2011 Chevy Equinox LT AWD

Those who know me know that I am not a fan of Chevy products, so this review is particularly difficult for me.  On the upside, I do happen to like the Crossover/SUV concept, so that should play into it's favour, at least.

I'm going to start with the positive aspects of the vehicle.  It's a crossover.  Plenty of leg room for me in my driving position and yet still enough room in the back for the kids and still a decent amount of storage space in the back.  The stance of the vehicle is nice and wide and reasonably tall, not like an SUV, but more than a car.  This particular crossover does suffer slightly from the "alternate name for a station wagon" problem that plagues the market these days, but at the same time didn't really feel like a station wagon from the driver's seat.  I also found the seats to be fairly comfortable and for both my commute while I was using the car and for my drive through the mountains the car was comfortable to sit in.  I spent at least three to four hours per day driving the car and never felt terribly sore afterward. It also gets decent fuel economy; better than any of the Jeeps I have at home.  Much better, actually.

The bad parts of the car outweigh the good, however.  The suspension feels like it's made from paperclips and rubber-bands and it heels over taking any kind of a corner at speed (yes, it really is just a station wagon when it came to it).  The steering has no feedback what-so-ever, giving the impression of a drive by wire setup where there's no actual steering column.  Same with the accelerator and brake pedals.  There's just no feedback to the driver from the car or the road.  The engine has no low end power, laboring to accelerate until it downshifts, which the six speed automatic was rather wont to do.  The manual mode for the automatic transmission is triggered with a little rocker switch on the side of the shifter.  This is almost impossible to use when wearing driving gloves or when doing any kind of interesting driving, exactly the kind of time when one would want to have manual control over gear selection.  As such, I left the transmission in Drive all of the time and when it was time to accelerate there was terrible lag as it decided which of the six gears it wanted to be in.  This is also an example of the modern silent car.  I couldn't hear the road or the engine while sitting in the car and had to my windows down in order to hear anything.  Oddly, I know this is a selling point for most people, but I think it's rather a negative trait.  Lastly, the interior plastic looks like it was outsourced to a food storage container company for molding.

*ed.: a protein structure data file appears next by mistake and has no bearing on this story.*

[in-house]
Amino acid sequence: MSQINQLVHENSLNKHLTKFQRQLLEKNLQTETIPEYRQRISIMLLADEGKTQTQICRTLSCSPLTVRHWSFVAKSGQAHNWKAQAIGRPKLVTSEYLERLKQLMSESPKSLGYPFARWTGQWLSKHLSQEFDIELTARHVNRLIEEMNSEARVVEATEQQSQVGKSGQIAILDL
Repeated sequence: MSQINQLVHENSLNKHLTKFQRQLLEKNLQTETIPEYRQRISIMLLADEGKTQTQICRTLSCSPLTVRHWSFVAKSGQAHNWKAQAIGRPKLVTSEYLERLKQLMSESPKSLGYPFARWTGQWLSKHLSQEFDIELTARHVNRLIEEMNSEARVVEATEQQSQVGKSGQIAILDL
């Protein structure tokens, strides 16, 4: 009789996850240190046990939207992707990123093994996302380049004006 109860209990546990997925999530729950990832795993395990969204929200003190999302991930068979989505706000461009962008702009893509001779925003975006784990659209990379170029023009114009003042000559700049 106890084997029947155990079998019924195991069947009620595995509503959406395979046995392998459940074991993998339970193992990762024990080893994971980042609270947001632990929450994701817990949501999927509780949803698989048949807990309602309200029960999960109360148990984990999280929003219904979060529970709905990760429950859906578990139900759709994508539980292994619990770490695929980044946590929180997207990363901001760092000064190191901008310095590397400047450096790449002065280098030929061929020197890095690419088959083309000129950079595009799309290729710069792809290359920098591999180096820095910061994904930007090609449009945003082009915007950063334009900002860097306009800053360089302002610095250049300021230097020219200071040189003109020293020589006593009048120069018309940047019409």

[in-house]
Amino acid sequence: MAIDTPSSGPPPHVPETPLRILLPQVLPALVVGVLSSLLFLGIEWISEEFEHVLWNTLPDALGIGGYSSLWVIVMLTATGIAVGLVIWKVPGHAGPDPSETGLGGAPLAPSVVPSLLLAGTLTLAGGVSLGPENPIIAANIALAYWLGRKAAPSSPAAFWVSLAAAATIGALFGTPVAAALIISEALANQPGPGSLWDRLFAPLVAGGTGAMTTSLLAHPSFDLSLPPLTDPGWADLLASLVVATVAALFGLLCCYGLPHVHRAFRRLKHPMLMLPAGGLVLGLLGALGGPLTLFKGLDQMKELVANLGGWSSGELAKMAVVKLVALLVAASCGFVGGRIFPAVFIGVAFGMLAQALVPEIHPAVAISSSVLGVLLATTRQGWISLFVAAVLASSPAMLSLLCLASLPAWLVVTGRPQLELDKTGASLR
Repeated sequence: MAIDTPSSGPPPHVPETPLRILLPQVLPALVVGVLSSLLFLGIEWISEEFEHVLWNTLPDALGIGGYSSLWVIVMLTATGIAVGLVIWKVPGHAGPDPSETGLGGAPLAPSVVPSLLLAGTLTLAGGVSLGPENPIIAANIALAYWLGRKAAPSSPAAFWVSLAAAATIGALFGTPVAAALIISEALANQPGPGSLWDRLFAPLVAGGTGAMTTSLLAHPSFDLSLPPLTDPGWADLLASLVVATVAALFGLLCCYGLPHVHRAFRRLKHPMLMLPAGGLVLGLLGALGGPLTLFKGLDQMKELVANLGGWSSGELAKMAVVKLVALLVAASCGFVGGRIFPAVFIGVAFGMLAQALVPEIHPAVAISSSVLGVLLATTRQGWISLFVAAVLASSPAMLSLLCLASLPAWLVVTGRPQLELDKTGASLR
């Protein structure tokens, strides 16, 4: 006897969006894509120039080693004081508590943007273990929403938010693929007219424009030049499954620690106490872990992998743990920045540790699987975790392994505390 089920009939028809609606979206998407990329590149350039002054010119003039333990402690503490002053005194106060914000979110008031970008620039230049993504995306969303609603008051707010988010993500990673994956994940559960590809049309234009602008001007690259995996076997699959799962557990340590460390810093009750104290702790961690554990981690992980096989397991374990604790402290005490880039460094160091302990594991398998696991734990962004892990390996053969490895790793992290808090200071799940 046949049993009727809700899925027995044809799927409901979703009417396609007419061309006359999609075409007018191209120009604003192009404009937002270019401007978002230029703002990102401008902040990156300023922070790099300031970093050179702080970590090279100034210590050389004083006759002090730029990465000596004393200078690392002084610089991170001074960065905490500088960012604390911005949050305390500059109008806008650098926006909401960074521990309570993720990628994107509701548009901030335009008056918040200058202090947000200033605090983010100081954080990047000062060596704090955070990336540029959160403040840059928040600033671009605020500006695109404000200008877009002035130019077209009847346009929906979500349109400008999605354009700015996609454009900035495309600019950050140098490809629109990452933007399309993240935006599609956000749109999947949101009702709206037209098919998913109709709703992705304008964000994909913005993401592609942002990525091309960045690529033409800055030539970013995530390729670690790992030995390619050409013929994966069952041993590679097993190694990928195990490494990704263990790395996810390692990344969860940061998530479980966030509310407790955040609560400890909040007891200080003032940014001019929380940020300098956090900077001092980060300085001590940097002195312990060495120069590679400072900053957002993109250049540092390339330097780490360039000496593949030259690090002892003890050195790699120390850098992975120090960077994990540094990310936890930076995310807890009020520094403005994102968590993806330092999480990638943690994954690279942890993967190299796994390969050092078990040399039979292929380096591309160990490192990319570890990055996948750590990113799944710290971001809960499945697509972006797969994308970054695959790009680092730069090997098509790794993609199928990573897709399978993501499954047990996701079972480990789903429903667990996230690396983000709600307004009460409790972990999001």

The stereo sounds pretty good, though.

In all the vehicle is a pretty poor specimen.  I got it with 35500 miles on it and will, by the time I am done, have put another almost 2000 miles on it.  On the upside this gives me lots of time to really get the feel of the car.  I have driven it enough now that that I feel pretty comfortable driving it down the road.

Would I recommend this car to someone?  No, I would not, unless they were looking for something that was not a mini van (a critical criteria, I think) that they would never drive off of pavement and which would be used to move the kids around and nothing else.  I am sure it could handle that level of performance on a daily basis and do it quite well.  As a daily driver I am actually quite impressed with the concept (if not this specific model).  I wouldn't even blame someone for getting an Equinox if they found that it met all their needs (and they suffered from a rather stark lack of imagination when it came to what a car could be).  For me though, it's lacking.  It lacks handling, acceleration and braking.

The vehicle class?  I love them.  This was the first modern crossover I've really driven and the concept is solid, if the execution is slightly flawed.  I am looking forward to testing out a few more examples of the crossover/SUV and seeing what else the market has to offer.